University of Houston (UH) researchers are working to develop improved screening methods to detect the multi-drug resistant bacterium carbapenem-resistant Klebsiella pneumoniae (CRKP) after the first cases were confirmed in the state last year. The bacterium is endemic to the northeastern United States, although it has also made its way to California. The researchers recently published a report about the confirmed Texas cases in the journal Diagnostic Microbiology & Infectious Disease.

The bacterium can cause an array of infections, including pneumonia, and bloodstream and urinary tract infections. Although K. pneumoniae is naturally found in the intestinal tract and relatively harmless to health individuals, it can lead to potentially deadly infections in people with weakened immune systems, such as patients in ICUs, long-term care facilities, or nursing homes.

These bacteria are resistant to the carbapenem class of antibiotics, which are among the antimicrobials of last resort for this type of bacteria. As a result, clinicians managing the infection are left with few options but to employ more toxic drugs that pose an increased risk of damage to the kidneys or other organs.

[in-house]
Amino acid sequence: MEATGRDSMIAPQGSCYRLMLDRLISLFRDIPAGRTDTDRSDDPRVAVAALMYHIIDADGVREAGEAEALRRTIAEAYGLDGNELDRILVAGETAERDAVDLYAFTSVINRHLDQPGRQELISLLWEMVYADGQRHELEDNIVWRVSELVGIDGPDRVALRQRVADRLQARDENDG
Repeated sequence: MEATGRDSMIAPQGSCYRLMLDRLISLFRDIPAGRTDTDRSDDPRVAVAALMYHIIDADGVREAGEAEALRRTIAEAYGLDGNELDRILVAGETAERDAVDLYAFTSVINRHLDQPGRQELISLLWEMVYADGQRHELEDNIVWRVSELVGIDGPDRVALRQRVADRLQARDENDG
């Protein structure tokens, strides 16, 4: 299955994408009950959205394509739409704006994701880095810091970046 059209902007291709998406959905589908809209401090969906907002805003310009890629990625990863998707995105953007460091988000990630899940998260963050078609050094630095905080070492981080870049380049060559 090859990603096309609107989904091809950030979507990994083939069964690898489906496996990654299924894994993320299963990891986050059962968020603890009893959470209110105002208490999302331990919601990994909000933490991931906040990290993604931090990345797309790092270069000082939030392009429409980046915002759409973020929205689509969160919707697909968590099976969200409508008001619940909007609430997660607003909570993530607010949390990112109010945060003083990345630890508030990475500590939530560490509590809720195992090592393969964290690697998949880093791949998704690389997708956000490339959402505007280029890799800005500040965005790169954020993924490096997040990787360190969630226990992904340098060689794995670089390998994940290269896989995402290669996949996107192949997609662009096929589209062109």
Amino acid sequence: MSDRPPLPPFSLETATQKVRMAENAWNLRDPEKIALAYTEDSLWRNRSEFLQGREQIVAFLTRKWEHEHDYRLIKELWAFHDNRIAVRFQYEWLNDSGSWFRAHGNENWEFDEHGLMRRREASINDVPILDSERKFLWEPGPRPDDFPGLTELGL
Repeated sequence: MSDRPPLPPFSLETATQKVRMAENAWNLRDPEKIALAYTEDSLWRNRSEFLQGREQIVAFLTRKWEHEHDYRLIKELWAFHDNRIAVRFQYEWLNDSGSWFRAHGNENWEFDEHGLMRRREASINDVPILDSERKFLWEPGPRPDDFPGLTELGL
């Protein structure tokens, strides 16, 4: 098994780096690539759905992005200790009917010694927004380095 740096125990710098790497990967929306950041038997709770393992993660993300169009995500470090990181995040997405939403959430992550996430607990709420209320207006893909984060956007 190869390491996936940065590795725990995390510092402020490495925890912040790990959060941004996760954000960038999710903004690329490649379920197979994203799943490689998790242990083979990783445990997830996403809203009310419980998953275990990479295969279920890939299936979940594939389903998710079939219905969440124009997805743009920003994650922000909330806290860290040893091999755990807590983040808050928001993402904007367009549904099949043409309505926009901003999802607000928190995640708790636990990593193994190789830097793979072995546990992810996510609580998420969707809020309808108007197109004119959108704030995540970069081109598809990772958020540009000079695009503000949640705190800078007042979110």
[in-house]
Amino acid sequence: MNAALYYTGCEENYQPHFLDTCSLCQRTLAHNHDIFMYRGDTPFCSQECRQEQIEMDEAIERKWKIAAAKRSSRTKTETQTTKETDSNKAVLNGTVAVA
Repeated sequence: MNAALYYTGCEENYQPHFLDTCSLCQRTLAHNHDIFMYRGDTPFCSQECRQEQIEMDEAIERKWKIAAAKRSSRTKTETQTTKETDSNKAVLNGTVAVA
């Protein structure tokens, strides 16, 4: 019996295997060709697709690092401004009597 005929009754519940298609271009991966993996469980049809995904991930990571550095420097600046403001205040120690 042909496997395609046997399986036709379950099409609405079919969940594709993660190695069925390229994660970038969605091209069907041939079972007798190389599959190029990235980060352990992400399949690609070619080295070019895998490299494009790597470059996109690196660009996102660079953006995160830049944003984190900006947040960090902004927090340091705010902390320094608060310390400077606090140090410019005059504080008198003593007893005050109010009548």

According to the researchers, the automated systems used in clinical microbiology laboratories can misclassify certain bacteria as being susceptible to carbapenems, potentially leading to inappropriate treatment and unfavorable patient outcomes. More accurate outcomes for identifying these specific bacteria require time- and labor-intensive processes and are typically only available in research laboratories outside of the clinical setting, such as at the Centers for Disease Control and academic institutions such as UH.

The researchers are currently working to determine the prevalence of CRKP and to employ “promising” techniques for rapid and accurate detection of these bacteria in the clinical setting, as well as prevent its spread within the health care system.

Source: University of Houston